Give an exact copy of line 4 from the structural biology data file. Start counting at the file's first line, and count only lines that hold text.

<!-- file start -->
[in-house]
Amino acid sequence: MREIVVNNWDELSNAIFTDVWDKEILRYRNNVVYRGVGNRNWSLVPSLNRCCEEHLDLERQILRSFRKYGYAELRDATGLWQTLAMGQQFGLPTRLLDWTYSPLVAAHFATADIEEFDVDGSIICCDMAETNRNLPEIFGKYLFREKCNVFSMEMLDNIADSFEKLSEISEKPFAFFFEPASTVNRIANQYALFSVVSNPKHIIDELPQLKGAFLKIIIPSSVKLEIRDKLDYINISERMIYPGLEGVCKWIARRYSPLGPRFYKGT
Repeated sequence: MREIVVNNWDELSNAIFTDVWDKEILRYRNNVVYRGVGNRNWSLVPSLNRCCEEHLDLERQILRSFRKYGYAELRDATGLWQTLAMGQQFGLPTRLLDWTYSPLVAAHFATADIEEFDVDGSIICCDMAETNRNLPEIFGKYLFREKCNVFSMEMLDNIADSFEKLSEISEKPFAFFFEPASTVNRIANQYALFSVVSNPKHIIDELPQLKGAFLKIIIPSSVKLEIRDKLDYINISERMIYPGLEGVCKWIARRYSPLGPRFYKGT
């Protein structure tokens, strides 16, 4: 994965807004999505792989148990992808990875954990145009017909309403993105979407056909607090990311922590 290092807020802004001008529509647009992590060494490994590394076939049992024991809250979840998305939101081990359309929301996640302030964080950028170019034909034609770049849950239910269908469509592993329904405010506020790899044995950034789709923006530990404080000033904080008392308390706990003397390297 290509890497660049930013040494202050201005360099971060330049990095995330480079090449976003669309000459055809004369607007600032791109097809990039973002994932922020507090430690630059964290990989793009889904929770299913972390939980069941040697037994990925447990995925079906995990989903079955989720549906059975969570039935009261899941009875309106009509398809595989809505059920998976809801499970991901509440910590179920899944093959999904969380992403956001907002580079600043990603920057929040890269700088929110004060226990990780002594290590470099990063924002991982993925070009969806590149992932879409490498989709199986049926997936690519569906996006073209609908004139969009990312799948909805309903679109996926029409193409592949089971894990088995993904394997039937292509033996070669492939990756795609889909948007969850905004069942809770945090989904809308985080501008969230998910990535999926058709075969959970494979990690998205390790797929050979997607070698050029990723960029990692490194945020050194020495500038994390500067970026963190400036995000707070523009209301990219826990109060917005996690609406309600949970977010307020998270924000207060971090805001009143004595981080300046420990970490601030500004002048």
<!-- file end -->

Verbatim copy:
């Protein structure tokens, strides 16, 4: 994965807004999505792989148990992808990875954990145009017909309403993105979407056909607090990311922590 290092807020802004001008529509647009992590060494490994590394076939049992024991809250979840998305939101081990359309929301996640302030964080950028170019034909034609770049849950239910269908469509592993329904405010506020790899044995950034789709923006530990404080000033904080008392308390706990003397390297 290509890497660049930013040494202050201005360099971060330049990095995330480079090449976003669309000459055809004369607007600032791109097809990039973002994932922020507090430690630059964290990989793009889904929770299913972390939980069941040697037994990925447990995925079906995990989903079955989720549906059975969570039935009261899941009875309106009509398809595989809505059920998976809801499970991901509440910590179920899944093959999904969380992403956001907002580079600043990603920057929040890269700088929110004060226990990780002594290590470099990063924002991982993925070009969806590149992932879409490498989709199986049926997936690519569906996006073209609908004139969009990312799948909805309903679109996926029409193409592949089971894990088995993904394997039937292509033996070669492939990756795609889909948007969850905004069942809770945090989904809308985080501008969230998910990535999926058709075969959970494979990690998205390790797929050979997607070698050029990723960029990692490194945020050194020495500038994390500067970026963190400036995000707070523009209301990219826990109060917005996690609406309600949970977010307020998270924000207060971090805001009143004595981080300046420990970490601030500004002048």